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5 definitions found
 for highway
From The Collaborative International Dictionary of English v.0.48 :

  Highway \High"way`\, n.
     A road or way open to the use of the public, especially a
     paved main road or thoroughfare between towns; in the latter
     sense it contrasts with local street; as, on the highways
     and byways.
     Syn: Way; road; path; course.
          [1913 Webster]

From WordNet (r) 3.0 (2006) :

      n 1: a major road for any form of motor transport [syn:
           highway, main road]

From Moby Thesaurus II by Grady Ward, 1.0 :

  78 Moby Thesaurus words for "highway":
     Autobahn, US highway, alley, alleyway, arterial, arterial highway,
     arterial street, artery, autoroute, autostrada, avenue,
     belt highway, blind alley, boulevard, bypass, byway, camino real,
     carriageway, causeway, causey, chaussee, circumferential, close,
     corduroy road, county road, court, crescent, cul-de-sac,
     dead-end street, dike, dirt road, drag, drive, driveway,
     expressway, freeway, gravel road, highroad, highways and byways,
     interstate highway, lane, local road, main drag, main road, mews,
     motorway, parkway, path, pave, paved road, pike, place, plank road,
     primary highway, private road, right-of-way, ring road, road,
     roadbed, roadway, route nationale, row, royal road, secondary road,
     speedway, state highway, street, superhighway, terrace,
     thoroughfare, through street, thruway, toll road, township road,
     track, turnpike, way, wynd

From Easton's 1897 Bible Dictionary :

     a raised road for public use. Such roads were not found in
     Palestine; hence the force of the language used to describe the
     return of the captives and the advent of the Messiah (Isa.
     11:16; 35:8; 40:3; 62:10) under the figure of the preparation of
     a grand thoroughfare for their march.
       During their possession of Palestine the Romans constructed
     several important highways, as they did in all countries which
     they ruled.

From Bouvier's Law Dictionary, Revised 6th Ed (1856) :

  HIGHWAY. A passage or road through the country, or some parts of it, for the 
  use of the people. 1 Bouv. Inst. n. 442. The term highway is said to be a 
  generic name for all kinds of public ways. 6 Mod R, 255.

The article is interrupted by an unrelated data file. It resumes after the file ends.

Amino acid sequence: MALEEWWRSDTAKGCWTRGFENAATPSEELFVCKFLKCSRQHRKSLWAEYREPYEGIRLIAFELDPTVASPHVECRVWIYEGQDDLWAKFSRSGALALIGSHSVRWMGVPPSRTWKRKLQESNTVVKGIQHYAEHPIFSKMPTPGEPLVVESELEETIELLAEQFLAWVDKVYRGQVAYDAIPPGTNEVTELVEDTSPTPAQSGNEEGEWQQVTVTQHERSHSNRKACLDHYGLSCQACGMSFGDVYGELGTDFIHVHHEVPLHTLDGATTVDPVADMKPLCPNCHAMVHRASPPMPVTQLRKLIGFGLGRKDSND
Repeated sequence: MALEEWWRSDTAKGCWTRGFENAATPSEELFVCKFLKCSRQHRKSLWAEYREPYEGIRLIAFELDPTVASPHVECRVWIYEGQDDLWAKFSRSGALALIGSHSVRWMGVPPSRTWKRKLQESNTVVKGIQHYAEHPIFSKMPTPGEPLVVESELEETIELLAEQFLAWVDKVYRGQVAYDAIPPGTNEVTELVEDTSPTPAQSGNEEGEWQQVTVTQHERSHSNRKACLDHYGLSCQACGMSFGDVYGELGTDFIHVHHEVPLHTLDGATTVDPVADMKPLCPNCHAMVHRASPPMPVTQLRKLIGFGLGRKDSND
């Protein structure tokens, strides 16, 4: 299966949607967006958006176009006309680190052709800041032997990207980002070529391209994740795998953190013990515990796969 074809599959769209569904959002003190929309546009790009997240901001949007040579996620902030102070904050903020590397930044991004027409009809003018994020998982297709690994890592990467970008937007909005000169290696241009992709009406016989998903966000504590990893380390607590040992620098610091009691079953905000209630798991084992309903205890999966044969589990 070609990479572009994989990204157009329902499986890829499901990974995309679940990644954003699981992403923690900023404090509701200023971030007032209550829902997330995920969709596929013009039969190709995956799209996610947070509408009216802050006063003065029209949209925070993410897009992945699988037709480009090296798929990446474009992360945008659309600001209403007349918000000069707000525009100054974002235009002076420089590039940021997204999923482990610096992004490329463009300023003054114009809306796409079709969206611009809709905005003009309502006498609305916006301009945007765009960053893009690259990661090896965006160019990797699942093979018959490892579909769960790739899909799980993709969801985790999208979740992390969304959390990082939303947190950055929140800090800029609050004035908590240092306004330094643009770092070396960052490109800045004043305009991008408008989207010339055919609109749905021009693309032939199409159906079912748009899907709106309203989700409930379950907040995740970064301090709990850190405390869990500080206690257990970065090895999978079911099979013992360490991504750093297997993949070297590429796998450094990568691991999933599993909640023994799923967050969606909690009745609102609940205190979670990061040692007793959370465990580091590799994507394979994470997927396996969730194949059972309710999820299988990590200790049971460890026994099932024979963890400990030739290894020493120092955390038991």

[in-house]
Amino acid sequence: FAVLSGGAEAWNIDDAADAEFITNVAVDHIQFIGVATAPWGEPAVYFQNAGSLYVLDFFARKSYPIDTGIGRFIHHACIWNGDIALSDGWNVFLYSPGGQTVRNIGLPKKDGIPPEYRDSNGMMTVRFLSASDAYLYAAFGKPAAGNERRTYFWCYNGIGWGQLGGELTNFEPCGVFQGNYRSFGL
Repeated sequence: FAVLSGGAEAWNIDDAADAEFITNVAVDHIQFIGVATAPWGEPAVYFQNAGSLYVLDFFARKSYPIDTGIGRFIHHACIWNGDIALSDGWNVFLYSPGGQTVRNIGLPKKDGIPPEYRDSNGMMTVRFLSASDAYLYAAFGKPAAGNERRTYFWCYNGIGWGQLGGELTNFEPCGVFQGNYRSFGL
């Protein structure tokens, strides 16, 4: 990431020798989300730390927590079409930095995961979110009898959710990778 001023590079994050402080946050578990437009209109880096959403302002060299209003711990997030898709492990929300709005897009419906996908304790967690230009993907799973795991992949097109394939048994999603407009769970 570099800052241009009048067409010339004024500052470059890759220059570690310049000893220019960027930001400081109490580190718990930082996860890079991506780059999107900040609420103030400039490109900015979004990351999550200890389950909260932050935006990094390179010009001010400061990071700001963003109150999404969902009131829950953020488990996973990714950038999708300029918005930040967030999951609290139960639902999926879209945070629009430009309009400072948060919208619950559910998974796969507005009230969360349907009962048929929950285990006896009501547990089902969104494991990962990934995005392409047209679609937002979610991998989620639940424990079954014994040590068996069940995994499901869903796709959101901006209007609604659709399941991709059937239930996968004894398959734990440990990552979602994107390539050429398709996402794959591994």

2. Highways are universally laid out by public authority and repaired 
  at the public expense, by direction of law. 4 Burr. Rep. 2511. 
       3. The public have an easement over a highway, of which the owner of 
  the land cannot deprive them; but the soil and freehold still remain in the 
  owner, and he may use the land above and below consistently with the 
  easement. He may, therefore, work a mine, sink a drain or water course, 
  under the highway, if the easement remains unimpaired. Vide Road; Street; 
  Way; and 4 Vin. Ab. 502; Bac. Ab. h.t.; Com. Dig. Chemin; Dane's Ab. Index, 
  h.t.; Egremont on Highways; Wellbeloved on Highways; Woolrych on Ways; 1 N. 
  H. Rep. 16; 1 Conn. R. 103; 1 Pick. R. 122; 1 M'Cord's R. 67; 2 Mass. R. 
  127; 1 Pick. R. 122; 3 Rawle, R. 495; 15 John. R. 483; 16 Mass. R. 33; 1 
  Shepl. R. 250; 4 Day, R. 330; 2 Bail. R. 271; 1 Yeates, Rep. 167. 
       4. The owners of lots on opposite sides of a highway, are prima facie 
  owners, each of one half of the highway,, 9 Serg. & Rawle, 33; Ham. Parties, 
  275; Bro. Abr. Nuisance, pl. 18 and the owner may recover the possession in 
  ejectment, and have it delivered to him, subject to the public easement. 
  Adams on Eject. 19, 18; 2 Johns. Rep. 357; 15 Johns. Rep. 447; 6 Mass. 454; 
  2 Mass. 125. 
       5. If the highway is impassable, the public have the right to pass over 
  the adjacent soil; but this rule does not extend to private ways, without an 
  express grant. Morg. Vad. Mec. 456-7; 1 Tho. Co. Lit. 275; note 1 Barton, 
  Elem. Conv. 271; Yelv. 142, note 1. 

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